How the Covid pandemic aided the spread of the cult conspiracy movement in Europe
QAnon began in the United States, but its outlandish extremist theories have since spread to Europe – and are gaining popularity.
Lange Frans hasn’t had a hit single in years.
Now, the former lead singer of the hip-hop group D-Men records two-hour podcasts in which he discusses far-fetched theories about vaccines, UFOs, and “the strange things” surrounding the 2001 terrorist attacks.
He enjoys QAnon internet conspiracy theories, which claim that the world is run by a cabal of Satan-worshiping paedophiles.
He tells me, “This is the thing that no one wants to talk about.”
“The QAnon people believe that these paedophiles in high places must be removed.”
Although QAnon began in the United States, researchers have discovered that since the outbreak of the pandemic, Europe has become an increasingly fertile ground for the movement and other conspiracy theories.
Germany, the United Kingdom, the Netherlands, France, Italy, and Spain are all becoming QAnon hotspots, according to a report by the campaign group Get The Trolls Out!
Lange Frans had nearly 100,000 YouTube subscribers before the channel took him down in October for breaking rules on hate speech and misinformation, most notably when he accused Dutch Prime Minister Mark Rutte of protecting a rumored shadowy network of paedophiles without evidence.
“Censorship,” according to Lange Frans.
He’s not alone in his belief in QAnon, a far-right conspiracy theory.
On social media, the QAnon community in Europe is growing.
They allege various conspiracies involving factors such as 5G mobile networks and coronavirus, sometimes tying them together in a grand theory about how 5G installations caused the pandemic.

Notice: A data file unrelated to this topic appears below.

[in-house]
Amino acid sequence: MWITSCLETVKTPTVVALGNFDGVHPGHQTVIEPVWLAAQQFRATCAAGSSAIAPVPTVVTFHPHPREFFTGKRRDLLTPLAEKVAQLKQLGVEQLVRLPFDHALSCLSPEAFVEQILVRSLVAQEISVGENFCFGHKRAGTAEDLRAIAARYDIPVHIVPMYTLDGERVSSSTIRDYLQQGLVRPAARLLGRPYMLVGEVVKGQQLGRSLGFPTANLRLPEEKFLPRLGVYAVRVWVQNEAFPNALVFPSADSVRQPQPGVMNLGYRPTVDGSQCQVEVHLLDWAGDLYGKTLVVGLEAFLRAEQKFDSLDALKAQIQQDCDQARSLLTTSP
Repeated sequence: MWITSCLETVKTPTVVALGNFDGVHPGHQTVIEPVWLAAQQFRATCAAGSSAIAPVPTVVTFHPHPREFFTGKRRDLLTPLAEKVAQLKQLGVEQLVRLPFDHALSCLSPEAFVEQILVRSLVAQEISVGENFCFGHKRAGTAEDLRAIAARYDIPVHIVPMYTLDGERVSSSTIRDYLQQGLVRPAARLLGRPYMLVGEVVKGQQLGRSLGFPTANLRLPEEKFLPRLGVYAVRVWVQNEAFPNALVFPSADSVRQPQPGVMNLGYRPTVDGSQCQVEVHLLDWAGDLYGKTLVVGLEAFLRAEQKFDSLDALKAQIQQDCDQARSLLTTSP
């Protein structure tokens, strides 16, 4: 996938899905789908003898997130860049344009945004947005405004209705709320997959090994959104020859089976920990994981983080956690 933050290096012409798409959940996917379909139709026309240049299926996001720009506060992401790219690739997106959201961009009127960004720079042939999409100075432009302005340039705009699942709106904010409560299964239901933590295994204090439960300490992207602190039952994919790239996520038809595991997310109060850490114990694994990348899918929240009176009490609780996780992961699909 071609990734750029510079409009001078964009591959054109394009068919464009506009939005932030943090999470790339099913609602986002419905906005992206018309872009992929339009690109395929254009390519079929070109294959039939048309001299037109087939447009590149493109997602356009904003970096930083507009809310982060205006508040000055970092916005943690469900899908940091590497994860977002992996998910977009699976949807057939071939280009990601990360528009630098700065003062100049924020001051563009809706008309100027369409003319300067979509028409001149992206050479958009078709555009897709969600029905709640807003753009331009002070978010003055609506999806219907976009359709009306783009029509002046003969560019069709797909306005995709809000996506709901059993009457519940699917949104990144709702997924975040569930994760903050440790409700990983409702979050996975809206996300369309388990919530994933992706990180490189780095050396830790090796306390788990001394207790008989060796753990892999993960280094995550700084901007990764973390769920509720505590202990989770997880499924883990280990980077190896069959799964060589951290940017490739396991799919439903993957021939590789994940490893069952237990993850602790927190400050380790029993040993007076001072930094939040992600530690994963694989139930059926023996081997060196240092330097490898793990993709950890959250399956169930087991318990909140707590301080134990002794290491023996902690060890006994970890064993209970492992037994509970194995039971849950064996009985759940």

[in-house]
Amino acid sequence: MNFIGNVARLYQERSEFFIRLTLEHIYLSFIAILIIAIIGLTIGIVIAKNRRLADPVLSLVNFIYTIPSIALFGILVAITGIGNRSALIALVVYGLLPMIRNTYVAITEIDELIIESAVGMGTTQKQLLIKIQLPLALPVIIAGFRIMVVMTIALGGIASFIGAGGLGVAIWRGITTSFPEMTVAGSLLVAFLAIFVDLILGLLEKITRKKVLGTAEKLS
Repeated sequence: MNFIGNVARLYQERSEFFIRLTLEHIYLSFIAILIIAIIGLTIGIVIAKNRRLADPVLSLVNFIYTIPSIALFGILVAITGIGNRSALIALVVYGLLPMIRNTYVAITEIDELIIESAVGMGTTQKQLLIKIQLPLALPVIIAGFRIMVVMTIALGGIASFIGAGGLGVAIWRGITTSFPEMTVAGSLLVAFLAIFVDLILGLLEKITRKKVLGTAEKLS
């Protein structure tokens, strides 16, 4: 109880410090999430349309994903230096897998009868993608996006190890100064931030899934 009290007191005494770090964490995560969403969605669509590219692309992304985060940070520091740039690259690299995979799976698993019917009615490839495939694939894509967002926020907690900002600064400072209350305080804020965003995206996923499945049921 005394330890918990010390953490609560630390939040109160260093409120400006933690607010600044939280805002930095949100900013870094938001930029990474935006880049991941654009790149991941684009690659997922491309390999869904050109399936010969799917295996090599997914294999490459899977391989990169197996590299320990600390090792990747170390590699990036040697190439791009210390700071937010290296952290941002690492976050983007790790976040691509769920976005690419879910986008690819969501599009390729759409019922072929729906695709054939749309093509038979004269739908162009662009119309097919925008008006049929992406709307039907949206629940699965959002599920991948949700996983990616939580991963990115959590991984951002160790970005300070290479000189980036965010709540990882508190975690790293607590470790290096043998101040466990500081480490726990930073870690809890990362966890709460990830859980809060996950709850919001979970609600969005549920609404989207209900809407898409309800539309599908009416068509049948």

Many QAnon supporters, like Lange Frans, have been banned from Twitter and YouTube for violating the social media giants’ terms of service.
Groups like the DeQodeurs in France, the Querdenker “lateral thinking” movement in Germany, and Denmark’s Men in Black have shifted to other internet and social media platforms to share the alleged truth that the establishment is attempting to silence.
For example, German conspiracy theorist and anti-Semitic extremist Attila Hildmann, a celebrity vegan cook, claims Berlin’s Pergamon Museum is the seat of Satan’s “throne.”
Greetings, Mr. Hildmann.
News summary from Infosurhoy in the United Kingdom.
QAnon in Europe – How the Covid pandemic helped spread the cult conspiracy movement
What is Qanon?
QAnon first emerged on the website 4chan in 2017 and gained huge global prominence when its supporters helped lead the January 2021 storming of the US Capitol in the last days of Donald Trump’s presidency.
It takes its name from a supposed individual called “Q”, believed to be a senior US official close to Donald Trump. Its followers in the US believe eccentric theories, notably that Trump was recruited by military generals to run for president to break up this criminal conspiracy.
Other far-fetched notions include the idea that John F Kennedy Jr is not dead and will soon return to lead them, and that former presidential candidate Hillary Clinton ran a child sex ring out of a pizzeria – and some even say she would kill and eat victims to extract a life-extending chemical called adrenochrome.
The FBI considers QAnon a potential source of extremist violence. But QAnon has powerful supporters: Trump has refused to disavow believers, his ally Michael Flynn has an “oath” to QAnon and Fox News host Tucker Carlson calls them “gentle patriots”.